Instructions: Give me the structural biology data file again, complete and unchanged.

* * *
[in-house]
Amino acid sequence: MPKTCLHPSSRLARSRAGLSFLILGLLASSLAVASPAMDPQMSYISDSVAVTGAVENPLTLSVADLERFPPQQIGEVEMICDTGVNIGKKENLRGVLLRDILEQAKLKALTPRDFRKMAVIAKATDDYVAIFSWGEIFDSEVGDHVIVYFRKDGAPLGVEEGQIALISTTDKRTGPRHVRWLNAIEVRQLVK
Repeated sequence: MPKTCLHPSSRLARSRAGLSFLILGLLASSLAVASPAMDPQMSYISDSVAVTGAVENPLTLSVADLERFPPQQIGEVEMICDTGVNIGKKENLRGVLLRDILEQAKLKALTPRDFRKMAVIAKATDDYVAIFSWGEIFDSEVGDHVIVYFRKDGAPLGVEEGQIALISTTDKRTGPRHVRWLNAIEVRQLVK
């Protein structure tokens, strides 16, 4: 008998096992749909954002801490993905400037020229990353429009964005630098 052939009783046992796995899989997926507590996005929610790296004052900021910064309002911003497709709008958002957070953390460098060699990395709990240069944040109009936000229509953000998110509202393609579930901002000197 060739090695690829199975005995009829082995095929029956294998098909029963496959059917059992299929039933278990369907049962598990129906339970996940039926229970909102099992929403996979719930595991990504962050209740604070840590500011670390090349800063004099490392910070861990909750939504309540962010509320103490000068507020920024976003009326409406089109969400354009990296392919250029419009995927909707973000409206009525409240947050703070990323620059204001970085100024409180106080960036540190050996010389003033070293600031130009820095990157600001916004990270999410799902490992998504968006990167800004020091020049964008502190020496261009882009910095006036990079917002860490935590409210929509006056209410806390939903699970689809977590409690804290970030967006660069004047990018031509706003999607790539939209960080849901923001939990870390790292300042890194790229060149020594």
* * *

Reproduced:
[in-house]
Amino acid sequence: MPKTCLHPSSRLARSRAGLSFLILGLLASSLAVASPAMDPQMSYISDSVAVTGAVENPLTLSVADLERFPPQQIGEVEMICDTGVNIGKKENLRGVLLRDILEQAKLKALTPRDFRKMAVIAKATDDYVAIFSWGEIFDSEVGDHVIVYFRKDGAPLGVEEGQIALISTTDKRTGPRHVRWLNAIEVRQLVK
Repeated sequence: MPKTCLHPSSRLARSRAGLSFLILGLLASSLAVASPAMDPQMSYISDSVAVTGAVENPLTLSVADLERFPPQQIGEVEMICDTGVNIGKKENLRGVLLRDILEQAKLKALTPRDFRKMAVIAKATDDYVAIFSWGEIFDSEVGDHVIVYFRKDGAPLGVEEGQIALISTTDKRTGPRHVRWLNAIEVRQLVK
């Protein structure tokens, strides 16, 4: 008998096992749909954002801490993905400037020229990353429009964005630098 052939009783046992796995899989997926507590996005929610790296004052900021910064309002911003497709709008958002957070953390460098060699990395709990240069944040109009936000229509953000998110509202393609579930901002000197 060739090695690829199975005995009829082995095929029956294998098909029963496959059917059992299929039933278990369907049962598990129906339970996940039926229970909102099992929403996979719930595991990504962050209740604070840590500011670390090349800063004099490392910070861990909750939504309540962010509320103490000068507020920024976003009326409406089109969400354009990296392919250029419009995927909707973000409206009525409240947050703070990323620059204001970085100024409180106080960036540190050996010389003033070293600031130009820095990157600001916004990270999410799902490992998504968006990167800004020091020049964008502190020496261009882009910095006036990079917002860490935590409210929509006056209410806390939903699970689809977590409690804290970030967006660069004047990018031509706003999607790539939209960080849901923001939990870390790292300042890194790229060149020594």